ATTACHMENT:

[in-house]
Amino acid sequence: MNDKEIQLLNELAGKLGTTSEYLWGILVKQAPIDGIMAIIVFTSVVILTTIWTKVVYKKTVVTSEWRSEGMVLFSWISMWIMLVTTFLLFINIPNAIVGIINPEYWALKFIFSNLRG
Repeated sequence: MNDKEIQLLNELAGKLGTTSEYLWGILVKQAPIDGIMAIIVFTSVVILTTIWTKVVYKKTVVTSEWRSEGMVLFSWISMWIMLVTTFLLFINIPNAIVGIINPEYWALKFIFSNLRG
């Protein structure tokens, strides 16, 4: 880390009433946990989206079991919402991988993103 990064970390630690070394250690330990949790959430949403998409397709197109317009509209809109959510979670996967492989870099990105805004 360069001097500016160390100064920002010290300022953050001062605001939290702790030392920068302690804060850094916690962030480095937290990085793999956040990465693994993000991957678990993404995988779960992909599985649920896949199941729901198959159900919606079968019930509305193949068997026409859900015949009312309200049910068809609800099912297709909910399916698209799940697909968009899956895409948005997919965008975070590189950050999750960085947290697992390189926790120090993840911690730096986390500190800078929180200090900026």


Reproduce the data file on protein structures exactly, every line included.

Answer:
[in-house]
Amino acid sequence: MNDKEIQLLNELAGKLGTTSEYLWGILVKQAPIDGIMAIIVFTSVVILTTIWTKVVYKKTVVTSEWRSEGMVLFSWISMWIMLVTTFLLFINIPNAIVGIINPEYWALKFIFSNLRG
Repeated sequence: MNDKEIQLLNELAGKLGTTSEYLWGILVKQAPIDGIMAIIVFTSVVILTTIWTKVVYKKTVVTSEWRSEGMVLFSWISMWIMLVTTFLLFINIPNAIVGIINPEYWALKFIFSNLRG
């Protein structure tokens, strides 16, 4: 880390009433946990989206079991919402991988993103 990064970390630690070394250690330990949790959430949403998409397709197109317009509209809109959510979670996967492989870099990105805004 360069001097500016160390100064920002010290300022953050001062605001939290702790030392920068302690804060850094916690962030480095937290990085793999956040990465693994993000991957678990993404995988779960992909599985649920896949199941729901198959159900919606079968019930509305193949068997026409859900015949009312309200049910068809609800099912297709909910399916698209799940697909968009899956895409948005997919965008975070590189950050999750960085947290697992390189926790120090993840911690730096986390500190800078929180200090900026």